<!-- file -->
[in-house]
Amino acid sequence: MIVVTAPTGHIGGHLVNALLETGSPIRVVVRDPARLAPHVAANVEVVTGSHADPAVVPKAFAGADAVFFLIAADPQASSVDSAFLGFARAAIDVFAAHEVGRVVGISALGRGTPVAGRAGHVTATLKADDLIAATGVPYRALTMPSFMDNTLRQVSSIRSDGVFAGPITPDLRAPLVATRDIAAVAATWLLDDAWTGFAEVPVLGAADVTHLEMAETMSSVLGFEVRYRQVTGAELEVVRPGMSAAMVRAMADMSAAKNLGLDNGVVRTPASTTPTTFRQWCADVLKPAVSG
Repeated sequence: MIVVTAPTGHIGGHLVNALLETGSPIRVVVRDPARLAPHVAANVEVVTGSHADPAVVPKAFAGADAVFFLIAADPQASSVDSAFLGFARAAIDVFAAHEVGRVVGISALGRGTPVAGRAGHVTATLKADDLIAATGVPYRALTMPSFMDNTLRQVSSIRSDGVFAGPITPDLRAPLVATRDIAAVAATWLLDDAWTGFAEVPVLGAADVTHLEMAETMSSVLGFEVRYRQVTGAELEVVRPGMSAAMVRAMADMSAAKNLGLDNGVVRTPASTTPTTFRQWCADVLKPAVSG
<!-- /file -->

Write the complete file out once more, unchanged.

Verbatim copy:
[in-house]
Amino acid sequence: MIVVTAPTGHIGGHLVNALLETGSPIRVVVRDPARLAPHVAANVEVVTGSHADPAVVPKAFAGADAVFFLIAADPQASSVDSAFLGFARAAIDVFAAHEVGRVVGISALGRGTPVAGRAGHVTATLKADDLIAATGVPYRALTMPSFMDNTLRQVSSIRSDGVFAGPITPDLRAPLVATRDIAAVAATWLLDDAWTGFAEVPVLGAADVTHLEMAETMSSVLGFEVRYRQVTGAELEVVRPGMSAAMVRAMADMSAAKNLGLDNGVVRTPASTTPTTFRQWCADVLKPAVSG
Repeated sequence: MIVVTAPTGHIGGHLVNALLETGSPIRVVVRDPARLAPHVAANVEVVTGSHADPAVVPKAFAGADAVFFLIAADPQASSVDSAFLGFARAAIDVFAAHEVGRVVGISALGRGTPVAGRAGHVTATLKADDLIAATGVPYRALTMPSFMDNTLRQVSSIRSDGVFAGPITPDLRAPLVATRDIAAVAATWLLDDAWTGFAEVPVLGAADVTHLEMAETMSSVLGFEVRYRQVTGAELEVVRPGMSAAMVRAMADMSAAKNLGLDNGVVRTPASTTPTTFRQWCADVLKPAVSG